This portends a coming clash over race inside the Democratic Party in 2019 and perhaps 2020. For Joe is bleeding—and his rivals can see in his segregationist friends of yesterday a way to peel off the black support crucial to his nomination.

Biden is about to have his nose rubbed in friendships formed almost half a century ago.

Like reparations for slavery, on which hearings have opened in the House, this issue seems certain to arise in the debates next week, where taking down Biden will be an objective of every other candidate.

And Jim Eastland is not the only segregationist friend Joe had.

Joe called Strom Thurmond of South Carolina, who conducted the longest filibuster in history against the 1957 Civil Rights Act, “one of my closest friends,” and delivered a eulogy at Strom’s funeral.

When Joe backed an anti-busing amendment in the 1970s, Senator Jesse Helms, on the Senate floor, welcomed him to the “ranks of the enlightened.” On leaving the Senate for the vice presidency in 2009, Biden spoke of his “close personal relationships” with “Eastland, Stennis, Thurmond…all these men became my friends.”

Those three senators all signed the Southern Manifesto pledging “massive resistance” to the desegregation of public schools mandated by the Brown decision of 1954. All three opposed the Civil Rights Act of 1964 and the Voting Rights Act of 1965, enacted after bloody Sunday at Selma Bridge.

Asked for her views on Biden’s remarks, Elizabeth Warren joined the attack: “It’s never okay to celebrate segregationists. Never.”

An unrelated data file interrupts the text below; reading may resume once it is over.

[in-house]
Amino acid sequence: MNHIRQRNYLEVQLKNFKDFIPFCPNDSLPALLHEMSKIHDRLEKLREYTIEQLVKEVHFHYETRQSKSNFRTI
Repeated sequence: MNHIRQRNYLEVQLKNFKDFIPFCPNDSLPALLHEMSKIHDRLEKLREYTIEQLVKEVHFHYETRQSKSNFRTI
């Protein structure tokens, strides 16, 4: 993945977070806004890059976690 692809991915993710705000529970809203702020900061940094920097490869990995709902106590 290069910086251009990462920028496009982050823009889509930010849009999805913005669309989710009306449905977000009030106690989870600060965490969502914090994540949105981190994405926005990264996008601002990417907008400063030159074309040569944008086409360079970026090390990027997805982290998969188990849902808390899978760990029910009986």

But if that is the new Warren Rule in Democratic politics, it may be hard to maintain. For the Democratic Party, the oldest party on earth, was from its founding to the final third of the 20th century, a bastion of slavery, secession, and segregation.

Jim Crow voted a straight Democratic ticket.

Thomas Jefferson and Andrew Jackson, founding fathers of the party, were slaveowners, as were James Madison and James Monroe, who succeeded Jefferson in the White House. And so were John Tyler and James K. Polk, who succeeded them.

Washington, a slave owner, was the father of our country and gave us our independence and a new nation from the Atlantic to the Mississippi. Jefferson executed the Louisiana Purchase. Jackson seized Florida. Tyler annexed Texas. Polk got us the Southwest, California, and clear title to Washington and Oregon. All were slaveowners.

The first Democratic president of the 20th century, Woodrow Wilson, restored segregation to the U.S. government. The second, FDR, chose a segregationist vice president, “Cactus Jack” Garner; put a Klansman, Hugo Black, on the Supreme Court; and, together with Wilson, carried all 11 segregated states of the Old Confederacy six times.

To hold a segregated South against Eisenhower in 1952, liberal Adlai Stevenson continued the Southern strategy by putting on his ticket John Sparkman of Alabama. Returning to the Senate after Adlai’s defeat, Sparkman signed the Dixie Manifesto and opposed the civil rights acts of both 1964 and 1965.

On his second run for the presidency over a decade ago, Joe Biden joked of his home state: “Delaware…was a slave state that fought beside the North. That’s only because we couldn’t figure out how to get to the South. There were a couple of states in the way.”